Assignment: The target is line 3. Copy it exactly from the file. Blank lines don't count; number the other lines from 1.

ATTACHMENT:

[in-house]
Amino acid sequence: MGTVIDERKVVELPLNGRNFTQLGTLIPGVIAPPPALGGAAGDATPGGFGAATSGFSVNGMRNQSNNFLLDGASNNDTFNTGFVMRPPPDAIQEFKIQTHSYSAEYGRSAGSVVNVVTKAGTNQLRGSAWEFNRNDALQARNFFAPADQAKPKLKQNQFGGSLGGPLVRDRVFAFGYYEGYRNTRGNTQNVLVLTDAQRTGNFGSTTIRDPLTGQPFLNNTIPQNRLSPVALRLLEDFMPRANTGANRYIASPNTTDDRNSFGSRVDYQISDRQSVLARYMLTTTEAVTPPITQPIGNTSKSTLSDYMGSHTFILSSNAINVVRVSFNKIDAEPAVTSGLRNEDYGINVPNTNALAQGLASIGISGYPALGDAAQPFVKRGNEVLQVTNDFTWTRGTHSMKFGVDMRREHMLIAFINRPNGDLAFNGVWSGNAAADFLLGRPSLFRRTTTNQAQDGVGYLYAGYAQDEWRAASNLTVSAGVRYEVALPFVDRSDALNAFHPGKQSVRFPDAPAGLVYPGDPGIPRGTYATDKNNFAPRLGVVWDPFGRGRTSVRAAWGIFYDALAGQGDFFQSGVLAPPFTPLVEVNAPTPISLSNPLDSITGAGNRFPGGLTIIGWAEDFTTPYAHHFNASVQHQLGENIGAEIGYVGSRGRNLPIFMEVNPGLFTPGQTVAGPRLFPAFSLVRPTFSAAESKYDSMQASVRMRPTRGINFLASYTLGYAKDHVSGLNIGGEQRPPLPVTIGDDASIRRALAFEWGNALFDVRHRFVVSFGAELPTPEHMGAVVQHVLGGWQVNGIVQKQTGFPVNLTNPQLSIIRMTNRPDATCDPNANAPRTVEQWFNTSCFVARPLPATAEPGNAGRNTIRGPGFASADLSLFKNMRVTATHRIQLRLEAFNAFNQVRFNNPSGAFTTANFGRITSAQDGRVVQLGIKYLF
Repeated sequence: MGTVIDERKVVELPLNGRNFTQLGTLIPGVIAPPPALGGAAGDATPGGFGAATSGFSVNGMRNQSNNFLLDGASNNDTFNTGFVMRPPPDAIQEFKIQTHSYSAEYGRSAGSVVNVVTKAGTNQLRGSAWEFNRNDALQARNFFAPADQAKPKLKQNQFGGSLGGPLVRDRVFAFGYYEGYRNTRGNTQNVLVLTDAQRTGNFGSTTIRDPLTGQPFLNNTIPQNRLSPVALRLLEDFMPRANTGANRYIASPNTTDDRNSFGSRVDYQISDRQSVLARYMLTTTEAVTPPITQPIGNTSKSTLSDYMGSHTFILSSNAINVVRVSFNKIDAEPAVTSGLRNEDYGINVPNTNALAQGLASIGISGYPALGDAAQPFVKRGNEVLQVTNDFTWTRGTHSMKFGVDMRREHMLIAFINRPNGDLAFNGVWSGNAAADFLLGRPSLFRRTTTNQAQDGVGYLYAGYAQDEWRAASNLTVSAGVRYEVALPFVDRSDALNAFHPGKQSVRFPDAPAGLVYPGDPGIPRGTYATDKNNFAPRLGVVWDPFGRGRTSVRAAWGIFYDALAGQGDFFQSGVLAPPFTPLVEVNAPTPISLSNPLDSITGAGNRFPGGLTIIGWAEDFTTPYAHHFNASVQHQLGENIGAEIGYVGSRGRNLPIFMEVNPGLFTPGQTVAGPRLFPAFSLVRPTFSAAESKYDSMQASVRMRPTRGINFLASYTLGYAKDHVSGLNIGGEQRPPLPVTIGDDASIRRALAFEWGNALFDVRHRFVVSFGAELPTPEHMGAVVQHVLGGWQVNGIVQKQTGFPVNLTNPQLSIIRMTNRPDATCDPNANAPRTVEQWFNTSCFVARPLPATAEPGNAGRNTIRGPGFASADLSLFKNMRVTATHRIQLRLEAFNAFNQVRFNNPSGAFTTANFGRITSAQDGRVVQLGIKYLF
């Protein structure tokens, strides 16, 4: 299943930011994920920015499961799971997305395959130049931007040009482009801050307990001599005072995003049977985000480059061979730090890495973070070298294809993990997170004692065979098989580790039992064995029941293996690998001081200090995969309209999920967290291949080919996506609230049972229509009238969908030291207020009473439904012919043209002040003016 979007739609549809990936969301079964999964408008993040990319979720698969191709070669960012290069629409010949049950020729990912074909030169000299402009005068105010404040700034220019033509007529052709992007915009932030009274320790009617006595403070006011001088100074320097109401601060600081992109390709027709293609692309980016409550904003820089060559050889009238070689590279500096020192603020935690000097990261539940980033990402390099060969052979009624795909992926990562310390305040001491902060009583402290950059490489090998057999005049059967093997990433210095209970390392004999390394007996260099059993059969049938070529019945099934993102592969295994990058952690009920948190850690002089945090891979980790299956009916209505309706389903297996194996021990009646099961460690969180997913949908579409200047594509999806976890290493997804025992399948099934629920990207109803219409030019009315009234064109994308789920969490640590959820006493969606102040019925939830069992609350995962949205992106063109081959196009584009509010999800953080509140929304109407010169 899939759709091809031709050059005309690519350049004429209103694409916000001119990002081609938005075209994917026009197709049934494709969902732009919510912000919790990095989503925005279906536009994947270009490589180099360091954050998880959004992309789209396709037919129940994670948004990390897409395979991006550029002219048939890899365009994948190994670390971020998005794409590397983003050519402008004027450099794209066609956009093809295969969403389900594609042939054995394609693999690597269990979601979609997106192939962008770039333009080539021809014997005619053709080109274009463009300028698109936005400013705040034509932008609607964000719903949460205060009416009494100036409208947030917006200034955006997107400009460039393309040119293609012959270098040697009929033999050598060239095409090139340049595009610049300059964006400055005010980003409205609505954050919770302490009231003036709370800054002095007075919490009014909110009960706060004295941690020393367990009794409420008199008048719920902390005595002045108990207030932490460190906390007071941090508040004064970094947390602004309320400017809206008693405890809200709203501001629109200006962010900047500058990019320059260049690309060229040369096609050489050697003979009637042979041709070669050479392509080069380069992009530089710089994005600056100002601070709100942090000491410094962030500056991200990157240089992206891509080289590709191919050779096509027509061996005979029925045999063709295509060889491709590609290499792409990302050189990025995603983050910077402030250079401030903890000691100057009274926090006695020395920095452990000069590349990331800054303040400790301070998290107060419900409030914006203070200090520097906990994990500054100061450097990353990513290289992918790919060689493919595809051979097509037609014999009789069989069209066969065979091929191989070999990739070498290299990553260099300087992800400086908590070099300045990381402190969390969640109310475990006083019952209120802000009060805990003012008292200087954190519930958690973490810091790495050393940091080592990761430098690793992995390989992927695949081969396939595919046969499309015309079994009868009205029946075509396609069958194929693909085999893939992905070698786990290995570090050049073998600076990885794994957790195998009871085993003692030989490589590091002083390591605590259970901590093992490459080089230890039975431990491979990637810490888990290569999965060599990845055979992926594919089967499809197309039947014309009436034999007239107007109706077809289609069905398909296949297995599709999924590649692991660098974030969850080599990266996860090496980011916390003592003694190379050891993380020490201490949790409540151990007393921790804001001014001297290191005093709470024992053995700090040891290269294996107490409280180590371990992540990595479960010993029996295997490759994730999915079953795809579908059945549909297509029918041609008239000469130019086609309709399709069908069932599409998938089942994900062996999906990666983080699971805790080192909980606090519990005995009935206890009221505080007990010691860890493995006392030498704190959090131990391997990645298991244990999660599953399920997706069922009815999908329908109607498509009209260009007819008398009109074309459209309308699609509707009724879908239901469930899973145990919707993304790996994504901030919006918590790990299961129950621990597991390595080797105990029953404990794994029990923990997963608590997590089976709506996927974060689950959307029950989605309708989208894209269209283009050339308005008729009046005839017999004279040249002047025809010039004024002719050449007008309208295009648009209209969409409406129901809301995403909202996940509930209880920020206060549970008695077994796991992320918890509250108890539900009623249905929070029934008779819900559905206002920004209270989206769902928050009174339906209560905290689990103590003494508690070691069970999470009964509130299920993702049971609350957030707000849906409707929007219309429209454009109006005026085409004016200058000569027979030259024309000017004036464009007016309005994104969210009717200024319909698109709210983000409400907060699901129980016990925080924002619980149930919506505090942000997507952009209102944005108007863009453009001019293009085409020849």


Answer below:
Repeated sequence: MGTVIDERKVVELPLNGRNFTQLGTLIPGVIAPPPALGGAAGDATPGGFGAATSGFSVNGMRNQSNNFLLDGASNNDTFNTGFVMRPPPDAIQEFKIQTHSYSAEYGRSAGSVVNVVTKAGTNQLRGSAWEFNRNDALQARNFFAPADQAKPKLKQNQFGGSLGGPLVRDRVFAFGYYEGYRNTRGNTQNVLVLTDAQRTGNFGSTTIRDPLTGQPFLNNTIPQNRLSPVALRLLEDFMPRANTGANRYIASPNTTDDRNSFGSRVDYQISDRQSVLARYMLTTTEAVTPPITQPIGNTSKSTLSDYMGSHTFILSSNAINVVRVSFNKIDAEPAVTSGLRNEDYGINVPNTNALAQGLASIGISGYPALGDAAQPFVKRGNEVLQVTNDFTWTRGTHSMKFGVDMRREHMLIAFINRPNGDLAFNGVWSGNAAADFLLGRPSLFRRTTTNQAQDGVGYLYAGYAQDEWRAASNLTVSAGVRYEVALPFVDRSDALNAFHPGKQSVRFPDAPAGLVYPGDPGIPRGTYATDKNNFAPRLGVVWDPFGRGRTSVRAAWGIFYDALAGQGDFFQSGVLAPPFTPLVEVNAPTPISLSNPLDSITGAGNRFPGGLTIIGWAEDFTTPYAHHFNASVQHQLGENIGAEIGYVGSRGRNLPIFMEVNPGLFTPGQTVAGPRLFPAFSLVRPTFSAAESKYDSMQASVRMRPTRGINFLASYTLGYAKDHVSGLNIGGEQRPPLPVTIGDDASIRRALAFEWGNALFDVRHRFVVSFGAELPTPEHMGAVVQHVLGGWQVNGIVQKQTGFPVNLTNPQLSIIRMTNRPDATCDPNANAPRTVEQWFNTSCFVARPLPATAEPGNAGRNTIRGPGFASADLSLFKNMRVTATHRIQLRLEAFNAFNQVRFNNPSGAFTTANFGRITSAQDGRVVQLGIKYLF